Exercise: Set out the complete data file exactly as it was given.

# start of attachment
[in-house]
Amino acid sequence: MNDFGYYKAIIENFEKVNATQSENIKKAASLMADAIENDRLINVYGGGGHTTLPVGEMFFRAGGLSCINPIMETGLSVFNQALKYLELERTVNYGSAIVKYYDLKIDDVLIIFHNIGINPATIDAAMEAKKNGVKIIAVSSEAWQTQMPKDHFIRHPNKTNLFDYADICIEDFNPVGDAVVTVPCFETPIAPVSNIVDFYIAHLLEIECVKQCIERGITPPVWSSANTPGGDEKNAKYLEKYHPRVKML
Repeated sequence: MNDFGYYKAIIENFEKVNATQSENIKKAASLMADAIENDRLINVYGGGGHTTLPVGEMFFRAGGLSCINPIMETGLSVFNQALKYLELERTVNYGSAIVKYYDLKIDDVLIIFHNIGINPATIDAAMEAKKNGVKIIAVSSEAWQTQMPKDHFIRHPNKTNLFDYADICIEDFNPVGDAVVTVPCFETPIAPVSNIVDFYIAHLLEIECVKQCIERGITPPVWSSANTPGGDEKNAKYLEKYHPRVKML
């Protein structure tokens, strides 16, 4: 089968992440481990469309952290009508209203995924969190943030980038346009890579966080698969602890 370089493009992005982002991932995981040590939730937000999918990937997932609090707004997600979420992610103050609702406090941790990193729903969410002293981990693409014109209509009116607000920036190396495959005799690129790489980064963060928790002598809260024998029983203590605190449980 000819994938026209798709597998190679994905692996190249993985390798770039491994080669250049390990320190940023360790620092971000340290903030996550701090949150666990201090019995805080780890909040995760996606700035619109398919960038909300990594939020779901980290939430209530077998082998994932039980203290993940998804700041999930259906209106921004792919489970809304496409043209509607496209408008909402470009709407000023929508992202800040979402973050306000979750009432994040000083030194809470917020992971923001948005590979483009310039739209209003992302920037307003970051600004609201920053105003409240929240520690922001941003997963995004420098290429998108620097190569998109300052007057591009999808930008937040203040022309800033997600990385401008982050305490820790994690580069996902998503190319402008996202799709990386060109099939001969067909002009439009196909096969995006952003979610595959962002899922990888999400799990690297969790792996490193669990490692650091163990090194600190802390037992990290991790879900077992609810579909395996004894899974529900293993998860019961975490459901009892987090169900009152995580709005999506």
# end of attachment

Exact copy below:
[in-house]
Amino acid sequence: MNDFGYYKAIIENFEKVNATQSENIKKAASLMADAIENDRLINVYGGGGHTTLPVGEMFFRAGGLSCINPIMETGLSVFNQALKYLELERTVNYGSAIVKYYDLKIDDVLIIFHNIGINPATIDAAMEAKKNGVKIIAVSSEAWQTQMPKDHFIRHPNKTNLFDYADICIEDFNPVGDAVVTVPCFETPIAPVSNIVDFYIAHLLEIECVKQCIERGITPPVWSSANTPGGDEKNAKYLEKYHPRVKML
Repeated sequence: MNDFGYYKAIIENFEKVNATQSENIKKAASLMADAIENDRLINVYGGGGHTTLPVGEMFFRAGGLSCINPIMETGLSVFNQALKYLELERTVNYGSAIVKYYDLKIDDVLIIFHNIGINPATIDAAMEAKKNGVKIIAVSSEAWQTQMPKDHFIRHPNKTNLFDYADICIEDFNPVGDAVVTVPCFETPIAPVSNIVDFYIAHLLEIECVKQCIERGITPPVWSSANTPGGDEKNAKYLEKYHPRVKML
């Protein structure tokens, strides 16, 4: 089968992440481990469309952290009508209203995924969190943030980038346009890579966080698969602890 370089493009992005982002991932995981040590939730937000999918990937997932609090707004997600979420992610103050609702406090941790990193729903969410002293981990693409014109209509009116607000920036190396495959005799690129790489980064963060928790002598809260024998029983203590605190449980 000819994938026209798709597998190679994905692996190249993985390798770039491994080669250049390990320190940023360790620092971000340290903030996550701090949150666990201090019995805080780890909040995760996606700035619109398919960038909300990594939020779901980290939430209530077998082998994932039980203290993940998804700041999930259906209106921004792919489970809304496409043209509607496209408008909402470009709407000023929508992202800040979402973050306000979750009432994040000083030194809470917020992971923001948005590979483009310039739209209003992302920037307003970051600004609201920053105003409240929240520690922001941003997963995004420098290429998108620097190569998109300052007057591009999808930008937040203040022309800033997600990385401008982050305490820790994690580069996902998503190319402008996202799709990386060109099939001969067909002009439009196909096969995006952003979610595959962002899922990888999400799990690297969790792996490193669990490692650091163990090194600190802390037992990290991790879900077992609810579909395996004894899974529900293993998860019961975490459901009892987090169900009152995580709005999506």